While the proposal to close the case was ultimately rejected by senior officials, documents show that the inquiry was at a virtual standstill when an article in The New York Times on March 4, 2003, reported that at least one of the prisoner's deaths had been ruled a homicide, contradicting the military's earlier assertions that both had died of natural causes. Activity in the case quickly resumed.I'm getting tired of our side being the bad guy so often. Why is the army not more thorough about disciplining those responsible for this kind of crap? At best, I would say it's apathy, or a desire to protect your own---however flawed they may be---and at worst, I would say it's because those in charge actually think this sort of thing is OK. Either way, it's not making me very happy. This also shows the media at its best---the army wasn't doing anything, and the NY Times got them moving. Let's hear it for the fourth estate!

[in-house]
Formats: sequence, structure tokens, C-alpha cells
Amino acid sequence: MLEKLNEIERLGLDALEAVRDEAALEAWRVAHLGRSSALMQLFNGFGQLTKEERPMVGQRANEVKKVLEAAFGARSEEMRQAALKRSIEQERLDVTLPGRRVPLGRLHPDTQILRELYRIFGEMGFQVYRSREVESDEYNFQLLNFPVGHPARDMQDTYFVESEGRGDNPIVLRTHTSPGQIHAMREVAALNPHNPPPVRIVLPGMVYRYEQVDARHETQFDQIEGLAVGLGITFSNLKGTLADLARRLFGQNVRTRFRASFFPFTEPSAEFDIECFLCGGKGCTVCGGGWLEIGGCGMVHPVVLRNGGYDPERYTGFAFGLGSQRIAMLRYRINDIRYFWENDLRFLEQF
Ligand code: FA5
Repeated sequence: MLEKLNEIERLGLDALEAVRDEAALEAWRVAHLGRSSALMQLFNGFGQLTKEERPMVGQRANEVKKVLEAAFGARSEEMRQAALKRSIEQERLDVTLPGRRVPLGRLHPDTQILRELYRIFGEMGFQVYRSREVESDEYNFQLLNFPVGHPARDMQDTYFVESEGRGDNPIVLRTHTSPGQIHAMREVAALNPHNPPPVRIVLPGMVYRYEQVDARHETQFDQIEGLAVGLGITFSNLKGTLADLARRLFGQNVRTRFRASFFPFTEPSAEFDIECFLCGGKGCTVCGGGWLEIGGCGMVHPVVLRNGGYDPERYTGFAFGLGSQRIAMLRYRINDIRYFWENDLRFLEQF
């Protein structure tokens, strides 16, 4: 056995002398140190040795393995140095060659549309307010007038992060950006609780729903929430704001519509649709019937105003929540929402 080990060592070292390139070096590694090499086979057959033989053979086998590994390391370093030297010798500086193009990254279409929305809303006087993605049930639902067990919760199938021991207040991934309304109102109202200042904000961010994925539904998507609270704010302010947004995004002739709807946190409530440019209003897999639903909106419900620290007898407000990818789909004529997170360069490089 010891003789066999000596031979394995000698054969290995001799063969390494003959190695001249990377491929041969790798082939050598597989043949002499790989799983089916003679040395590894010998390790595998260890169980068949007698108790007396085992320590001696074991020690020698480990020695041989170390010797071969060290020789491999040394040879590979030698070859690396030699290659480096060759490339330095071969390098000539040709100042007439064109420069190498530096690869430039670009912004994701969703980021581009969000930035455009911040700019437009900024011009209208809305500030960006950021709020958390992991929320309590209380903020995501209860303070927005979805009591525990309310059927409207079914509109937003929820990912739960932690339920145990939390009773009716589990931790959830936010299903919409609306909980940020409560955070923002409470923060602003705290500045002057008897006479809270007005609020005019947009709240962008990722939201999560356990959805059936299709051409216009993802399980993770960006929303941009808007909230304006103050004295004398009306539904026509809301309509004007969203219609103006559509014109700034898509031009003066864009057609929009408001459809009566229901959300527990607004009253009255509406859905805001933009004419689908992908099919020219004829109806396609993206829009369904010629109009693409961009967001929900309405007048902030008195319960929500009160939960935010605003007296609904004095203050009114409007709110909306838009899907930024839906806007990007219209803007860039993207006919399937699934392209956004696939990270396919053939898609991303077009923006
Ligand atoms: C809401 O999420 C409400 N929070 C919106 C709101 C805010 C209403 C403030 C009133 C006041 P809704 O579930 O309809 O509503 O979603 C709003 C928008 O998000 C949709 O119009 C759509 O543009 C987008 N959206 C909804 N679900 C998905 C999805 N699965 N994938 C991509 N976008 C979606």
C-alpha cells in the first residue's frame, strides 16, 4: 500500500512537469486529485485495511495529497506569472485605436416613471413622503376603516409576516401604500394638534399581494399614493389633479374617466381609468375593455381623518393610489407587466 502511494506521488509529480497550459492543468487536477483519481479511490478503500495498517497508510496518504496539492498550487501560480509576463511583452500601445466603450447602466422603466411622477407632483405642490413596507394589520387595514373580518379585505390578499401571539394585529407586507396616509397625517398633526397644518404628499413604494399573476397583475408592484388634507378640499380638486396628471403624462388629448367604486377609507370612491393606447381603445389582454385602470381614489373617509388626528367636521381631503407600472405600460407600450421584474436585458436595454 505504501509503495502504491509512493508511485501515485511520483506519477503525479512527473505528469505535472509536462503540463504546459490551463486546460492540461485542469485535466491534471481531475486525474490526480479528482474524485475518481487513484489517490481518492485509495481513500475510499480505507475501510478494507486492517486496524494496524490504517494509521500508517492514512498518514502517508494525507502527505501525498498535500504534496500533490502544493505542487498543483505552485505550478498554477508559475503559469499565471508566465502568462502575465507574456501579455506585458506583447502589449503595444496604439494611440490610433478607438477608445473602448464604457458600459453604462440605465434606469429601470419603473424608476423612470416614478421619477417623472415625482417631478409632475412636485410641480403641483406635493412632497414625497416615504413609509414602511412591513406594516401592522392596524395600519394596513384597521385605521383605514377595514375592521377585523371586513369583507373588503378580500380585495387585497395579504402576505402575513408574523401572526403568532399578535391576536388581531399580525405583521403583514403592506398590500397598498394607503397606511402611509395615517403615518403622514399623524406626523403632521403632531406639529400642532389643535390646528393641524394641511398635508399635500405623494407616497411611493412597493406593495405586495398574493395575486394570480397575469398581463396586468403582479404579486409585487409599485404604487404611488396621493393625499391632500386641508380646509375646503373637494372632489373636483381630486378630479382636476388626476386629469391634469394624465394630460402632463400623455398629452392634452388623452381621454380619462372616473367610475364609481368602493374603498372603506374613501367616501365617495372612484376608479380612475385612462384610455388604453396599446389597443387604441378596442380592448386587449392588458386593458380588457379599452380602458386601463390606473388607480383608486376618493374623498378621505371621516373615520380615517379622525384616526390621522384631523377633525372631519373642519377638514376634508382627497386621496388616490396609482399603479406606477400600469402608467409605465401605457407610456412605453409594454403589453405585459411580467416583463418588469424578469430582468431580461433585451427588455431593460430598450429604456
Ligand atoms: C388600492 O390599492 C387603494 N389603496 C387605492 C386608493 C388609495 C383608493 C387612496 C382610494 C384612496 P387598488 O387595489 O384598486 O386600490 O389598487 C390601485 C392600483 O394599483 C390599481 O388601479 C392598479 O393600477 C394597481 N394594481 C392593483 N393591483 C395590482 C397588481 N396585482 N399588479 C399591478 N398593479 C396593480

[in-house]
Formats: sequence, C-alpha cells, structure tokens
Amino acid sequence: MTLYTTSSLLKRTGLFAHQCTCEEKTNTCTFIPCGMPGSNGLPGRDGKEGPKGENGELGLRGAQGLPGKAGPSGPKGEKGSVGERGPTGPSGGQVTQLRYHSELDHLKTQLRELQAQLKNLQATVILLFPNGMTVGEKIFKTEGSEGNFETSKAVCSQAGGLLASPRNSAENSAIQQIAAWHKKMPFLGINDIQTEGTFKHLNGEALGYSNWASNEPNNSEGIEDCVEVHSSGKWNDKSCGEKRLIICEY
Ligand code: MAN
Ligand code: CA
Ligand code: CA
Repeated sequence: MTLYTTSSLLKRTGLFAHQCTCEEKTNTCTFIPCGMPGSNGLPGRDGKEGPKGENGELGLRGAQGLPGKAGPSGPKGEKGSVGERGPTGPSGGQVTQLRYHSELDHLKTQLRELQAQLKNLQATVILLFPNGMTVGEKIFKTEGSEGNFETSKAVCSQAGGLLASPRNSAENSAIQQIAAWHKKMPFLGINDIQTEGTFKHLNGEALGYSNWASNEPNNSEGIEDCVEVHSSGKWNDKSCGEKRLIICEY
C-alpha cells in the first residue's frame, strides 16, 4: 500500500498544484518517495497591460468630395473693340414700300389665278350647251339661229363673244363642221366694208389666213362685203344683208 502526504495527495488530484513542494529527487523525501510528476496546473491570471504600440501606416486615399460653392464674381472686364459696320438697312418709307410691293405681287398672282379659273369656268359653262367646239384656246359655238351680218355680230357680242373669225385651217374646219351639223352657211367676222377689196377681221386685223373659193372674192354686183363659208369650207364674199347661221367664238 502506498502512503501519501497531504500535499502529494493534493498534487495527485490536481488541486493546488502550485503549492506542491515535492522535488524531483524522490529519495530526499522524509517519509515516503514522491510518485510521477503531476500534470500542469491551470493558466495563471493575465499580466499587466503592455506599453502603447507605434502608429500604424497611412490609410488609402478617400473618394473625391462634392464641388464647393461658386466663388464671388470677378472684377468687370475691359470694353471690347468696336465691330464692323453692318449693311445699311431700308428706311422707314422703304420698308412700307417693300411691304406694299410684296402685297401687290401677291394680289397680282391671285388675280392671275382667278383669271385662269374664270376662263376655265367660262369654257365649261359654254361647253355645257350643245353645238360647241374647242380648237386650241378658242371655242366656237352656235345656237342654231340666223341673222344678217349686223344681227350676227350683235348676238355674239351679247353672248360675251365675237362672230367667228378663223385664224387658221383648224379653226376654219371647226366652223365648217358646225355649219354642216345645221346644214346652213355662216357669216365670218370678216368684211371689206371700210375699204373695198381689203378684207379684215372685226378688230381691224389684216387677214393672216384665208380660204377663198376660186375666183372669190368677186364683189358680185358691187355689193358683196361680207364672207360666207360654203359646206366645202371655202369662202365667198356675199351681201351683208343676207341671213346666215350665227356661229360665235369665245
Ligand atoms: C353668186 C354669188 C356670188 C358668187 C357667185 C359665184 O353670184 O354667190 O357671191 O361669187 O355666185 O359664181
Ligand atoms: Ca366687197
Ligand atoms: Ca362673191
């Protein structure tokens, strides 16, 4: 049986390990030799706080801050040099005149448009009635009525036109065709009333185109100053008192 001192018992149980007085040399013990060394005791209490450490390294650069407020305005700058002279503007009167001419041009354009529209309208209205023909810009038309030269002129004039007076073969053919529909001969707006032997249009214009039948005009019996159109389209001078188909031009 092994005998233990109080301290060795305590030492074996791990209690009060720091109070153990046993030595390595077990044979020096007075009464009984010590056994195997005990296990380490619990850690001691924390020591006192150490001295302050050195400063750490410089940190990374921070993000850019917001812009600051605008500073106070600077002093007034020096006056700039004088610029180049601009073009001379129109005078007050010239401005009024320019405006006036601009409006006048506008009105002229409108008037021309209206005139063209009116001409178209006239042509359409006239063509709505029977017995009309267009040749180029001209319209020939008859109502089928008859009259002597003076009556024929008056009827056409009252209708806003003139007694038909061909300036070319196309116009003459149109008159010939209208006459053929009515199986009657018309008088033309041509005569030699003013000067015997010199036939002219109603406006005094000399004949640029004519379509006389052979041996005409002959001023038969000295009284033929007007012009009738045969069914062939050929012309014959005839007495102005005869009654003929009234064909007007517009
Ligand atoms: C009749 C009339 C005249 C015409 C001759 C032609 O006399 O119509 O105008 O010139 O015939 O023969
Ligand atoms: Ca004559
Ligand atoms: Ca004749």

22 May 2005
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